Skeptophilia (skep-to-fil-i-a) (n.) - the love of logical thought, skepticism, and thinking critically. Being an exploration of the applications of skeptical thinking to the world at large, with periodic excursions into linguistics, music, politics, cryptozoology, and why people keep seeing the face of Jesus on grilled cheese sandwiches.

Friday, March 20, 2020

Blowing the dogwhistle

It's no secret that I'm a privileged white guy.  I've never had to deal with -- hell, I've never had to think about -- being on the receiving end of discrimination based on my gender or the color of my skin.  I'm not saying my life has been without any impediments, but inequities of race and gender have not been amongst them.

So when people who have experienced this kind of prejudice and bigotry tell me about their experience, I listen to them.  Simple as that.

Which is why the nasty rebranding of COVID-19 as "the Chinese virus" is, in fact, racism.

The racist part isn't from the first time the term was used.  Being a privileged white guy, I've probably said things that have been insensitive -- not from any malice, but simply from ignorance of the implications.  But if someone points it out, what you do then is you stop fucking doing it.  If you call COVID-19 "the Chinese virus" and someone says, "you really shouldn't call it that, there are Asians who are being targeted for harassment because they're being blamed for the virus's spread," you say, "Good heavens, I didn't realize that, I'm so sorry, that was so thoughtless of me," then you don't say it again.

You don't say, "here's why your perspective is wrong, I know so much better, so I'm gonna damn well call it Chinese virus if I want."

That is racist.

Of course, Donald Trump, whose attitude is that anything that comes out of his mouth is perfect, is where this started.  And of course, when called on it, he didn't back down.  "It’s not racist at all," he told reporters.  "It comes from China, that’s why."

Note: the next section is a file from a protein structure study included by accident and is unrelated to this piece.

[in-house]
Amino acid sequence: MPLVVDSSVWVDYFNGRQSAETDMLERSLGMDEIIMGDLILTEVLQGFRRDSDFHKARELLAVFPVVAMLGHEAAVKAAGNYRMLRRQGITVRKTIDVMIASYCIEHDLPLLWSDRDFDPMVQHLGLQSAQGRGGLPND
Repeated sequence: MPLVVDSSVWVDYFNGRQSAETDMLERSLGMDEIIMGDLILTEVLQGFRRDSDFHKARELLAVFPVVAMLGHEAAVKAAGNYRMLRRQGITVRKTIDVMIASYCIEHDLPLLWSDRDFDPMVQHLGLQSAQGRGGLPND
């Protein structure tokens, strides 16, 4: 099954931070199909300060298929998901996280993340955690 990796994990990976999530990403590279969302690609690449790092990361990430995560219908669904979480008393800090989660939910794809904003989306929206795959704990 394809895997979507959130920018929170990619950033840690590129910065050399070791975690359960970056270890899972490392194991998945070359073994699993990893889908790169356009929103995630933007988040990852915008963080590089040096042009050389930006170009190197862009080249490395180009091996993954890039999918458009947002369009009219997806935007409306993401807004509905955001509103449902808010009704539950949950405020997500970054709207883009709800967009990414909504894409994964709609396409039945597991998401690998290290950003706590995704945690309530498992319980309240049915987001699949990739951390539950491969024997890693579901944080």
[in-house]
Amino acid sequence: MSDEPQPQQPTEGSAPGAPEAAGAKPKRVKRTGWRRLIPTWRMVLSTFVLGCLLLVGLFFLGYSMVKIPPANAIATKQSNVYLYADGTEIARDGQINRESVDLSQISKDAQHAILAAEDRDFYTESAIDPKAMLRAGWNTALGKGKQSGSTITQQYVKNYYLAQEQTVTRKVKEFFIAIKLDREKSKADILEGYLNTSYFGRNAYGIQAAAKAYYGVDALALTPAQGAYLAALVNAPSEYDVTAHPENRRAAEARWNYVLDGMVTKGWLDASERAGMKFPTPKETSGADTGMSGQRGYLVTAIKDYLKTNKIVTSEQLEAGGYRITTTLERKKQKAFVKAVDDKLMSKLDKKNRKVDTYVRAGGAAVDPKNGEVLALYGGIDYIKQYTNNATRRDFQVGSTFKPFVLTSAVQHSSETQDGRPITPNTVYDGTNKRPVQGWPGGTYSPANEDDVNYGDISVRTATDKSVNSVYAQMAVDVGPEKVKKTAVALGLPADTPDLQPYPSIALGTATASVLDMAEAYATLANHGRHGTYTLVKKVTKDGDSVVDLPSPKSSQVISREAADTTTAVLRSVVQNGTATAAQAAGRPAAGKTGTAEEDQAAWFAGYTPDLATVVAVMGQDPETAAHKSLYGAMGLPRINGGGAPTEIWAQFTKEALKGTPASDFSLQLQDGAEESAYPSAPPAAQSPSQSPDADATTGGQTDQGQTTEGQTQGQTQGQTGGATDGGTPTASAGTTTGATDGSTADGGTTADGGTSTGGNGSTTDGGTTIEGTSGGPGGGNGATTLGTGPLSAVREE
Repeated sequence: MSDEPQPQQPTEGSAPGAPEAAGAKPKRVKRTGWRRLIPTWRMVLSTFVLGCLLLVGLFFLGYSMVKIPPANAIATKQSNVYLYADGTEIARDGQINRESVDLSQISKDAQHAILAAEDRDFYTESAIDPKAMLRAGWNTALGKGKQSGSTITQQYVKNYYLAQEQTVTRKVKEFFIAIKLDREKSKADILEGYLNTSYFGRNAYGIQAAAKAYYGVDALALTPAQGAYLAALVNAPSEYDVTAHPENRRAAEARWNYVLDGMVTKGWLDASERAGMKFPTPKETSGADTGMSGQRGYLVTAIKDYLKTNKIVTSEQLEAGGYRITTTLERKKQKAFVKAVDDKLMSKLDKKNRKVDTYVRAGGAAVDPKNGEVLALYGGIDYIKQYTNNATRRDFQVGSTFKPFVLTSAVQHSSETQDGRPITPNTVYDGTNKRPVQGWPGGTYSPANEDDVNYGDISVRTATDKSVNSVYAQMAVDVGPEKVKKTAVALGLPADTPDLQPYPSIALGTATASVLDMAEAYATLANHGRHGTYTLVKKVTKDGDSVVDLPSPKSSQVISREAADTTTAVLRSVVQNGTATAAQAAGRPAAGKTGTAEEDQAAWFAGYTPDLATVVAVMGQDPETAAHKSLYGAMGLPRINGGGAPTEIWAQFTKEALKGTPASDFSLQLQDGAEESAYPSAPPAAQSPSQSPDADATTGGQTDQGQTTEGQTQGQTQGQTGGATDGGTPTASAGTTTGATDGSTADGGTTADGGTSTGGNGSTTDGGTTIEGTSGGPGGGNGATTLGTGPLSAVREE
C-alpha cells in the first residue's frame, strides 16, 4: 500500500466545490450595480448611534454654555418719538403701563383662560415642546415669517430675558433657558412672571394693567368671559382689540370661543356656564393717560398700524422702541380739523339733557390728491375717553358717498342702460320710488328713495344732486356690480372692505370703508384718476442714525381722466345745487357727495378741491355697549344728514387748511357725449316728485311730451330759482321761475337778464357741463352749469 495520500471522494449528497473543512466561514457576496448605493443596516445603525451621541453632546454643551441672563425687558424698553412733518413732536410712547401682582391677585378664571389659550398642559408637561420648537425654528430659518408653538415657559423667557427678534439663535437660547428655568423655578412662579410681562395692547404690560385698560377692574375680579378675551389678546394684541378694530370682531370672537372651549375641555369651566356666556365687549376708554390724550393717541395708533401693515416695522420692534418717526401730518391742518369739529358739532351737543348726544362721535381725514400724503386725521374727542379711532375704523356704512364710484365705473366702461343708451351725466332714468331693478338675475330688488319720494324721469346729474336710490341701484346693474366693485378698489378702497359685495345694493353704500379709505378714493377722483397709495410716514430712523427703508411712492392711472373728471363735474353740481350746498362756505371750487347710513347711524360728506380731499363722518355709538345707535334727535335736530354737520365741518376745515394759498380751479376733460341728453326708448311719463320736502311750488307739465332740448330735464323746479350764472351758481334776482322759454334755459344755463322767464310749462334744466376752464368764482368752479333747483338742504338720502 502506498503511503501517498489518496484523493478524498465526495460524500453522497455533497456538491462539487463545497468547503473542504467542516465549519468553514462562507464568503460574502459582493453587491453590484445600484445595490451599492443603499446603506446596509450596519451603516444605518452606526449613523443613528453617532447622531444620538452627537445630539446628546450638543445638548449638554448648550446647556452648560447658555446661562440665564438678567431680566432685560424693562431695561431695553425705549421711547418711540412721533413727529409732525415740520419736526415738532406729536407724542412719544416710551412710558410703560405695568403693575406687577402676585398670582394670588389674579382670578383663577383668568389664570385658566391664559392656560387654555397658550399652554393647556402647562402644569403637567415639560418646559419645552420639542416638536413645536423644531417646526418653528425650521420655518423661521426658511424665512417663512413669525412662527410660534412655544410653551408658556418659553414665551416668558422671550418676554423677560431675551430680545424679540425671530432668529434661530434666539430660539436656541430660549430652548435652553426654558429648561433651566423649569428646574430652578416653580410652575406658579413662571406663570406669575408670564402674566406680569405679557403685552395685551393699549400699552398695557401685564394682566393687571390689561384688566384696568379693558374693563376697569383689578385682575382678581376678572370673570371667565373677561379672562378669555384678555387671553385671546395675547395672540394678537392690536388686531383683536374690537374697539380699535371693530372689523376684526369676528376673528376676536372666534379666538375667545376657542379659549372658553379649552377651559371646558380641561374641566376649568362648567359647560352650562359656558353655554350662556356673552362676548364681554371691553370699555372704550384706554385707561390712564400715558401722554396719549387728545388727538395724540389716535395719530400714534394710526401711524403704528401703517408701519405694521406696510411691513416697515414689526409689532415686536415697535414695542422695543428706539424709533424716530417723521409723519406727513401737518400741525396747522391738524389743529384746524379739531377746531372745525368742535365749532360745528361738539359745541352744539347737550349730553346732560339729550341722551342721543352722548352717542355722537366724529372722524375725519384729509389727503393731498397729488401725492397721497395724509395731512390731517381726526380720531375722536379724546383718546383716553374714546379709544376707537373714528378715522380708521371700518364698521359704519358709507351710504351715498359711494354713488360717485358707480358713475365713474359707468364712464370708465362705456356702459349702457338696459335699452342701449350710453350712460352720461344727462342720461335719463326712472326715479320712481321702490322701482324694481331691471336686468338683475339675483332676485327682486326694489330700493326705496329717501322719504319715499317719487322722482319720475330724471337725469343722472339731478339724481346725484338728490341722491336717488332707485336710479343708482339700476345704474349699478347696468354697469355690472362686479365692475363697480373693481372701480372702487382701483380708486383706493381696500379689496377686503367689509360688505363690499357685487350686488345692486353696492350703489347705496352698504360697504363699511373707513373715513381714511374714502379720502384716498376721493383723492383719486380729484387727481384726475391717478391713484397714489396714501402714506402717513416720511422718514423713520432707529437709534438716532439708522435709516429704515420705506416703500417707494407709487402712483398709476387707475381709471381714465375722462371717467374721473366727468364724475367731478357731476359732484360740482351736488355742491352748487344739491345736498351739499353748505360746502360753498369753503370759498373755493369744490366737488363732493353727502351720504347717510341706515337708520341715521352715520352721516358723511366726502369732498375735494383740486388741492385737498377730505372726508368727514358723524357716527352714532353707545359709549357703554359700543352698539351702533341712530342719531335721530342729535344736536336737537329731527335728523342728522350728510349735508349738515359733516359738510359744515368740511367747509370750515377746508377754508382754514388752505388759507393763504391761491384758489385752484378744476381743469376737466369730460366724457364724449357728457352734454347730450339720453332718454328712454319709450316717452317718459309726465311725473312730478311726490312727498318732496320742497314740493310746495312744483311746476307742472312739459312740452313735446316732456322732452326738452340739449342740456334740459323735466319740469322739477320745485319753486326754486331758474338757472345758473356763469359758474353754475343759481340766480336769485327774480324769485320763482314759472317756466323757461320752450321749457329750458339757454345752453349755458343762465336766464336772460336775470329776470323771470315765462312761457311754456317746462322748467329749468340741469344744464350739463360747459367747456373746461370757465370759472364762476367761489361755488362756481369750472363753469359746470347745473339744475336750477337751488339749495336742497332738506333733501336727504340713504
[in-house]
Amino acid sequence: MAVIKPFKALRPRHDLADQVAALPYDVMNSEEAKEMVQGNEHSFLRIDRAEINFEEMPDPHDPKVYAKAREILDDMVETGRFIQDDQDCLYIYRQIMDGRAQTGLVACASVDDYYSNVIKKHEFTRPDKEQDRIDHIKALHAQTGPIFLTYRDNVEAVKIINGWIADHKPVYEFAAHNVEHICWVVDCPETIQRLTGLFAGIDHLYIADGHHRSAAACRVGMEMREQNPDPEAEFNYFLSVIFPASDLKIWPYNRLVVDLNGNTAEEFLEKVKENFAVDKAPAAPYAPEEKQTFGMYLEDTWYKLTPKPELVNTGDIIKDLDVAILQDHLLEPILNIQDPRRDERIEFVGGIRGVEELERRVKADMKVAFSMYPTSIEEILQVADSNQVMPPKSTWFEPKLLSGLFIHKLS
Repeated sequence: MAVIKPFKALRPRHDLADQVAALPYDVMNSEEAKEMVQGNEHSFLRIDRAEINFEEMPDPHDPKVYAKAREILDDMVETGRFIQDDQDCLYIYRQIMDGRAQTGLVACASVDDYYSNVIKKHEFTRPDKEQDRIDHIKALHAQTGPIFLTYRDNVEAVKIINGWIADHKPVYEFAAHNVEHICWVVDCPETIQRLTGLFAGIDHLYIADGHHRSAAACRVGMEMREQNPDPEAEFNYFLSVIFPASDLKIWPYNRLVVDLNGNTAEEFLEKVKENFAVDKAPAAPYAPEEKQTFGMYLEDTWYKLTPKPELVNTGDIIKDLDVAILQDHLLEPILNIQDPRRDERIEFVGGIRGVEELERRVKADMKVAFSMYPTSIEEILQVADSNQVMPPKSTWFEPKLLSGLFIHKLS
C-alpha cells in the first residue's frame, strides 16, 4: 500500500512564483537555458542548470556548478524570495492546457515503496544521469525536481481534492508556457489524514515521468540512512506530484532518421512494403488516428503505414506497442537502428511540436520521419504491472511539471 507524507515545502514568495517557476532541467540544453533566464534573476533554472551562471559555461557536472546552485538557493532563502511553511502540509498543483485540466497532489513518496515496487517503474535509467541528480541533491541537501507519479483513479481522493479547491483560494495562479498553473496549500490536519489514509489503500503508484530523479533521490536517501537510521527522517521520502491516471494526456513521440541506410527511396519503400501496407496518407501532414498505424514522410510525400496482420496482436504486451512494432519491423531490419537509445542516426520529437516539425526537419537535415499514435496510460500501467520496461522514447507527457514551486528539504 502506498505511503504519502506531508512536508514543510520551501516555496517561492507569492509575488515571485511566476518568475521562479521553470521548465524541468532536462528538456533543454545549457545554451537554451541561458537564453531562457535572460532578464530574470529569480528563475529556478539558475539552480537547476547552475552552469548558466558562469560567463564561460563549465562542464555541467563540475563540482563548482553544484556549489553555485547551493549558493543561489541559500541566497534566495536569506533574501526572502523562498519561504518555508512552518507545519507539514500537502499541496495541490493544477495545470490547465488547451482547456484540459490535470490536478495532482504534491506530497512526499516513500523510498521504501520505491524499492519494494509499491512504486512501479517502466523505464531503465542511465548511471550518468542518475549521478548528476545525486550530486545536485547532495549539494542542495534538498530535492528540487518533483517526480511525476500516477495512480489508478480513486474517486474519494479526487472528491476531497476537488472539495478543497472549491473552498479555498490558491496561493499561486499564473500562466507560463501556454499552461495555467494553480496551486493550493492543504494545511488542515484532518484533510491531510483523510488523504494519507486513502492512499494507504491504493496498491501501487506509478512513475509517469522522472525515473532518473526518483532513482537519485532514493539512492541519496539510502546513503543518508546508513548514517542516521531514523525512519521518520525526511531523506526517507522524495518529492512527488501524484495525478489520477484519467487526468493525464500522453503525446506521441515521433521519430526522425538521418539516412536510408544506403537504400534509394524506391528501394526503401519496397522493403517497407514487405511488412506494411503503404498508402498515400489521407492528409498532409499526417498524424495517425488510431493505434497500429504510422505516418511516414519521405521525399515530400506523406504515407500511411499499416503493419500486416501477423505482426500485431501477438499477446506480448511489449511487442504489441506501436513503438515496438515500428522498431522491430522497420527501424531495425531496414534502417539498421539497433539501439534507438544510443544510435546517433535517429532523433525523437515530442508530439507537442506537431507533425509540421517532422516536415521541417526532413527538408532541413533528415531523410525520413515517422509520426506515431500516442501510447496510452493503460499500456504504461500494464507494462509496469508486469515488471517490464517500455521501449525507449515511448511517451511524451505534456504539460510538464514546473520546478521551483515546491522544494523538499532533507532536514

Which is somewhere beyond disingenuous.  No one doubts that the virus originated in China.  But continuing to harp on it as "Chinese virus" even after you know that Asians are being threatened or outright physically harmed because of it -- yeah, that's racist, however you're trying to whitewash it.

Any argument for it being a casual, offhand slip of the tongue went out the window yesterday when a photograph by a reporter for the Washington Post showed that Trump had actually crossed out the word "corona" and handwritten in "Chinese" (in black Sharpie, if I even needed to add that).  So make no mistake; this is absolutely deliberate.

And of course, as soon as Trump labeled it that way, his various bootlickers were quick to follow suit:
  • Meghan McCain: "I agree with you that I think if the left wants to focus on P.C. labeling this virus, it is a great way to get Trump re-elected.  I don’t have a problem with people calling it whatever they want.  It’s a deadly virus that did originate in Wuhan."
  • John Cornyn: "[Chinese] people eat bats and snakes and dogs and things like that.  These viruses are transmitted from the animal to the people, and that’s why China has been the source of a lot of these viruses...  China has been the source of a lot of these viruses like SARS, like MERS and swine flu and now the coronavirus.  So I think they have a fundamental problem, and I don’t object to geographically identifying where it's coming from."
  • Marsha Blackburn: "This outlandish claim is crucial to Communist China's propaganda machine.  It is a bold-faced lie and a corrupt attempt to shift the blame and origins of the Chinese novel coronavirus."